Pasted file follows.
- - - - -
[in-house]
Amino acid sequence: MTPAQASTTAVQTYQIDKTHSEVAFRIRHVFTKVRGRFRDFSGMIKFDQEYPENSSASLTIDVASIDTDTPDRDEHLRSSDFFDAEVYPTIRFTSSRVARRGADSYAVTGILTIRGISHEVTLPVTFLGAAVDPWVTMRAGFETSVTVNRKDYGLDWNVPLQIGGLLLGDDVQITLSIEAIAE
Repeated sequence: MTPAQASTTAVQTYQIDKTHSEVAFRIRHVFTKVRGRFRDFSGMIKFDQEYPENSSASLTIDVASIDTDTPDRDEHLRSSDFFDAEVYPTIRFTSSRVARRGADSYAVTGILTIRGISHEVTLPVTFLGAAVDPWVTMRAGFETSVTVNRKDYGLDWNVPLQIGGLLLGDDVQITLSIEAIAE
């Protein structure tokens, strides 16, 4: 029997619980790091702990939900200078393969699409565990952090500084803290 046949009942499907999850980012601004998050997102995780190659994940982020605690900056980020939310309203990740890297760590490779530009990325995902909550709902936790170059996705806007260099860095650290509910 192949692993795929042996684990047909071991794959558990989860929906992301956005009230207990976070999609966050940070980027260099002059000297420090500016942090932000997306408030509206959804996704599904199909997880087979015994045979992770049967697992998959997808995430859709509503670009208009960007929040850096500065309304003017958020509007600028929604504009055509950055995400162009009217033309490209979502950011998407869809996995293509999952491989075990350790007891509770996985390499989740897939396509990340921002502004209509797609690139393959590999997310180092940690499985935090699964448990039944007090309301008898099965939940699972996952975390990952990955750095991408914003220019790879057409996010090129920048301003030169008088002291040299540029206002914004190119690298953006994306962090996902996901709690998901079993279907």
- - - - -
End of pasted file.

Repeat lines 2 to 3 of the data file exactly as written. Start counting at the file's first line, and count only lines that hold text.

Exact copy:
Amino acid sequence: MTPAQASTTAVQTYQIDKTHSEVAFRIRHVFTKVRGRFRDFSGMIKFDQEYPENSSASLTIDVASIDTDTPDRDEHLRSSDFFDAEVYPTIRFTSSRVARRGADSYAVTGILTIRGISHEVTLPVTFLGAAVDPWVTMRAGFETSVTVNRKDYGLDWNVPLQIGGLLLGDDVQITLSIEAIAE
Repeated sequence: MTPAQASTTAVQTYQIDKTHSEVAFRIRHVFTKVRGRFRDFSGMIKFDQEYPENSSASLTIDVASIDTDTPDRDEHLRSSDFFDAEVYPTIRFTSSRVARRGADSYAVTGILTIRGISHEVTLPVTFLGAAVDPWVTMRAGFETSVTVNRKDYGLDWNVPLQIGGLLLGDDVQITLSIEAIAE